Not all “bees” are made equal. Bees, wasps, and hornets may look similar and belong to the same group of insects known as the Hymenoptera, but they are not the same. As your trusted pest control Company experts, we will provide several types of bees, wasps, and hornets. Let’s take a closer look!
Over 100,000,000 years ago, bees and wasps diverged in their evolutionary routes. Bees are vegetarians that collect pollen to feed their larvae, but wasps and hornets are carnivores that prey on other insects. Their only similarity is that only females can sting.
Types of Bees:
Honey bees are one of the most recognizable bees, thanks to their black-and-yellow stripes and bulbous bodies. Honeybees are not aggressive and do not seek out things to attack. Instead, they are defensive, attacking only what appears to be a threat to the colony.
This bee gets its name from its habit of boring holes into wood to make nests. Carpenter bees look similar to bumblebees but don’t have yellow markings on their body. They feed on insect-pollinated flowers and can cause damage to structures when nesting in wooden beams or decking.
Types of Wasps
Paper wasps are approximately 3/4 to 1 inch long and have a pinched waist and long legs that dangle when flying. They are reddish-brown with yellow markings on the abdomen. Their nests are paper-like material, usually in an upside-down umbrella shape. Paper wasp nests are commonly found in eaves and rafters but can also be found on tree limbs or other structures.
Yellowjackets feature a yellow and black color pattern and range in size from 3/8 to 5/8 inch. They build nests made of paper material in hollow logs, rocks, walls, or attics, often near food sources. Unlike paper wasps, yellow jackets will aggressively defend their nest if disturbed.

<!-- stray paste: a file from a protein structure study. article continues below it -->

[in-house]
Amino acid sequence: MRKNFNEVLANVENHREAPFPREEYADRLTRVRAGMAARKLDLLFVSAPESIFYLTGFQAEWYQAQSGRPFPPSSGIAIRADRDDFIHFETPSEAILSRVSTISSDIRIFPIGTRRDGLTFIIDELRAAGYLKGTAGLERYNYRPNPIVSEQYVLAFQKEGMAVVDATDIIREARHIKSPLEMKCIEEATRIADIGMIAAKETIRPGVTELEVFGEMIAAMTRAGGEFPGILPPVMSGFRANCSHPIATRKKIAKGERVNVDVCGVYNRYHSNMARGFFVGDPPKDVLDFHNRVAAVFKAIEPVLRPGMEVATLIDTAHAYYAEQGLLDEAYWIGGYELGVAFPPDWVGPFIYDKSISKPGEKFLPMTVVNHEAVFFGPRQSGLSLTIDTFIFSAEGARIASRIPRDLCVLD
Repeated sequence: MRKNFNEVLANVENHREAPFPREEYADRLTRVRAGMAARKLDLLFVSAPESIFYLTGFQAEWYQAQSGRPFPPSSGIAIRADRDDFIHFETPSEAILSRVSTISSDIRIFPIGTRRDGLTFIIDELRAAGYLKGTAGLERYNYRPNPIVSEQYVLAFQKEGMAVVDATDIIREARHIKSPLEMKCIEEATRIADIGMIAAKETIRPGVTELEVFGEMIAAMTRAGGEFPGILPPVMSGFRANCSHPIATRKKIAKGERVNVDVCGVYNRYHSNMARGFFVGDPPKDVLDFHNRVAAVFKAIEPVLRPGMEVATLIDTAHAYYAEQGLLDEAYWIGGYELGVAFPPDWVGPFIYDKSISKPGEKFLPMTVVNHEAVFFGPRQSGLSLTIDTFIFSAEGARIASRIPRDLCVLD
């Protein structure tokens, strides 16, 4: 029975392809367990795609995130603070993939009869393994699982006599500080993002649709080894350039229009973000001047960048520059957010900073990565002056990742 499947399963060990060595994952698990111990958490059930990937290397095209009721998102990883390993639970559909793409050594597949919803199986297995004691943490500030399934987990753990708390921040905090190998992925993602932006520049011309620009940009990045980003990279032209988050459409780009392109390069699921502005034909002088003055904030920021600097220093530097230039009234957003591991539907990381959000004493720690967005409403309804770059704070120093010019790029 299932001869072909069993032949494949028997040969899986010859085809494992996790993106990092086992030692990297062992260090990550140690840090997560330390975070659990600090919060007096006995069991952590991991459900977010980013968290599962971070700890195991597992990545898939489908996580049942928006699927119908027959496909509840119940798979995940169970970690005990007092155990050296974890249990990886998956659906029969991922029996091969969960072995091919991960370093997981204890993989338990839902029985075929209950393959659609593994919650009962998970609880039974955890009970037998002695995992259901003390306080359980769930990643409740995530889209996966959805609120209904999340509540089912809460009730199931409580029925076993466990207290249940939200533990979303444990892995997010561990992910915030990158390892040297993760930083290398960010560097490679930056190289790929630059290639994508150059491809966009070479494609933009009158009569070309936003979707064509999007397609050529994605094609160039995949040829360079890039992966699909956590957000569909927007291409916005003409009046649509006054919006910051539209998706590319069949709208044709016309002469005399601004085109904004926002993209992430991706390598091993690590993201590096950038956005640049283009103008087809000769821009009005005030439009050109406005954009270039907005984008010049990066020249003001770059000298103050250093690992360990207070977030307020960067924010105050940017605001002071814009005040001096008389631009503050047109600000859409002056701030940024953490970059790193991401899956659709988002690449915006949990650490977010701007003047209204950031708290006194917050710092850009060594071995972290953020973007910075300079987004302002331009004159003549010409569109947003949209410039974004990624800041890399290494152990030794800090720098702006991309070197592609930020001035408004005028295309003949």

Types of Hornets
European hornets are huge, ranging from 34 to more than 1 inch. They have a brown body with yellow stripes and a whitish face. European hornets construct paper carton nests usually protected by a brown paper envelope. These insects build nests in attics, garages, other structures, and trees and shrubs. European hornets feed on other insects but will sting if you come near their nest.
The bald-faced hornet is black with white markings on the face, thorax, abdomen, and legs. They live in gray paper nests that resemble upside-down umbrellas hanging from trees or eaves. Colonies build new nests every year and typically reach their peak size by midsummer. Bald-faced hornets are more aggressive than other stinging insects, but they will only attack if they feel their nest is threatened. Their power to sting repeatedly is not diminished.
Remember that attempting to remove a stinging insect nest on your own is not recommended and can be quite harmful. Keep your family safe by calling in FullScope Pest Control. We are professional removal experts who would be more than happy to help you through this process. We’ll treat your property and the nest so you can live on your own property worry-free.